These inputs easily override and supercede whatever non-constructive developments certain characters would have occasioned. For example, the negative ‘vibes’ emitted by the likes of Christopher ‘Dudus’ Coke, Vybz Cartel, and Ben Johnson are readily overwhelmed and transcended by the enviable feats of the likes of Usain Bolt, the Most Honourable Percival James Patterson, the Honourable Jimmy Cliff, the Most Honourable Portia Simpson, the Honourable Louise Bennet, Roderick Rainford, Kenneth Hall and the Honourable Rex Nettleford, among many others.

These latter named individuals are but a sample of the repertoire of talent and expertise that Jamaicans have shared in the Caribbean experience over the past half-century. Some of the most excellent performances and productions in the fields of sports, politics, entertainment, music, literature, academia, dance, cuisine, culture and economics have been contributed by Jamaicans.

Where would the Caribbean – and the world – be without reggae, ska, track and field sprinters, and ackee? These all originate from Jamaica!

It is no surprise that Jamaica was the first Caribbean island to field a team at World Cup (soccer) Finals. In fact, in the field of sports, Jamaica’s contribution to the Caribbean collective is superlatively significant. The ‘Reggae Boyz’ and the ‘Reggae Girlz’ have done extremely well, as good as many and better than most (Caribbean islands) in the areas of netball, boxing, football (soccer), volleyball and basketball. In the field of track, Jamaica has been described as a veritable ‘Sprint Factory’, churning out speedsters the likes of Bolt, Powell, Blake, and others. And no West Indies (Caribbean) cricket team has ever been assembled without the inclusion of batsmen, bowlers or fielders from Jamaica.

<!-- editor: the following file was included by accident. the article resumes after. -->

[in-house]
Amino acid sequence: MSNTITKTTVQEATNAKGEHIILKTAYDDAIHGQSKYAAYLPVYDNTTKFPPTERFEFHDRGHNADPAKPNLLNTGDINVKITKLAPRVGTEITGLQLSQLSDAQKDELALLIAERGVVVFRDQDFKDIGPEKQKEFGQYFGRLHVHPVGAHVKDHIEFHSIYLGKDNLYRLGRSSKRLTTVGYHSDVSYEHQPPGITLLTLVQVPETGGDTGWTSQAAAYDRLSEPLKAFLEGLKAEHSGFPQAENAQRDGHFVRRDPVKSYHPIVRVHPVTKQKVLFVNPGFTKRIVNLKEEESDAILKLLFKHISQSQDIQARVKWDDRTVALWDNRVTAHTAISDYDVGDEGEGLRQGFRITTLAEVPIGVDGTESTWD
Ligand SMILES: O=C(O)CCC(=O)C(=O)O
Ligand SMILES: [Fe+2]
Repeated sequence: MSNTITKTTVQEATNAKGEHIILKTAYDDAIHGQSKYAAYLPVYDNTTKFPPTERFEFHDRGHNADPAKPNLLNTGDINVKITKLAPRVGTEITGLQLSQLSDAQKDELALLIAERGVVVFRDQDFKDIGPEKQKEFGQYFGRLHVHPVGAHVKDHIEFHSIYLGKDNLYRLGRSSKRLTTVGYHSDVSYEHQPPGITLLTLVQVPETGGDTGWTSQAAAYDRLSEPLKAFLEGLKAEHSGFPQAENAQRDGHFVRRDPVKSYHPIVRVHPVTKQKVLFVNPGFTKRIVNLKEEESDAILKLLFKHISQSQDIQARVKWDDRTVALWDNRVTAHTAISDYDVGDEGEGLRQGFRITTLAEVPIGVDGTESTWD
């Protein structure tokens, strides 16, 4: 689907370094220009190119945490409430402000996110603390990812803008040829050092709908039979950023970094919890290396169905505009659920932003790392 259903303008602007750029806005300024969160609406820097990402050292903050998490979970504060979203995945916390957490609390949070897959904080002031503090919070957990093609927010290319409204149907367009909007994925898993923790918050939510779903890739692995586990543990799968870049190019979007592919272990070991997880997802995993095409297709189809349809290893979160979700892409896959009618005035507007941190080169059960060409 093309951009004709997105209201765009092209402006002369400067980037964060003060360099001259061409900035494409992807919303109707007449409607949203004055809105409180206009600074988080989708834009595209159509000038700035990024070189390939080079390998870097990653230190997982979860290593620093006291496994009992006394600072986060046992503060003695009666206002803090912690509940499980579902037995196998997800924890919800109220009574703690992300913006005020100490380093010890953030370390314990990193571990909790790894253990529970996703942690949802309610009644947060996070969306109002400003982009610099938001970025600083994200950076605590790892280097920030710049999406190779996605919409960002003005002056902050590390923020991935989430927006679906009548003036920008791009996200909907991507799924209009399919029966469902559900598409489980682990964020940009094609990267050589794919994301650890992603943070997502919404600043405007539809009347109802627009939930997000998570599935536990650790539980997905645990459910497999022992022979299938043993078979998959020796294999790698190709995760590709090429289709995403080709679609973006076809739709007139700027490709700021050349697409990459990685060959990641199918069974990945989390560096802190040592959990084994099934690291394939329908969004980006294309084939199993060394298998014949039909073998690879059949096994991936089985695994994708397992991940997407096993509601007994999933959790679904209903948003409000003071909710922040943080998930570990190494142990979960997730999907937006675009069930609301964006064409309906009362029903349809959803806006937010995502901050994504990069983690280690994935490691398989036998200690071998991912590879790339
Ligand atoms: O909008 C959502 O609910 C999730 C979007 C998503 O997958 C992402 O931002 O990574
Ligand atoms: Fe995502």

It is also quite understandable that the late and lamented Emperor of Ethiopia, His Excellency Ras Tafari Makonnen Haile Selassie I opted to plant his feet on the soil of Jamaica in the said year, 1962, when he first visited the Caribbean. After all, not only was Jamaica the largest and most powerful of the Region’s territories politically, economically and culturally, but, and no doubt more importantly, it was the land where the Rastafarian movement had its Caribbean genesis, and from whence the faith’s influence and roots spread to every single other island and country in the region over the years. (Of course, the followers of Rastafarianism regard Selassie as their Supreme Divine Being.)

Jamaica also played a critical role in the invasion and occupation of Grenada in late 1983, in collusion with the Organization of Eastern Caribbean States (OECS) territories and the United States, in the aftermath of the self-destruction of the Grenadian Revolution, culminating in the assassination of the then Prime Minister, Maurice Rupert Bishop. Jamaica was then, as it is still arguably now, the lead military power of the Region.

Further, the distinct, unique accent and vocabulary of the Jamaican tongue is not only instantly recognisable but also actually a welcome ingredient in the Caribbean melting-pot.

Many contend that the Caribbean is not the Caribbean, certainly not complete, without Jamaica. Many persons in far-away – and not so far away! – lands know only of Jamaica as an island country of the Region. Many citizens/nationals of other Caribbean territories are obliged to cite Jamaica as a point of reference in describing their geographic location. Accordingly, it can be seen that Jamaica’s contribution to the Caribbean experience is powerful, singular, and lasting. It is beyond dispute that Jamaica represents a hard act to follow with respect to its influence and input in the development of the Caribbean over the past 50 years.

Congratulations to Jamaica and its people on the attainment of their Jubilee of Independence.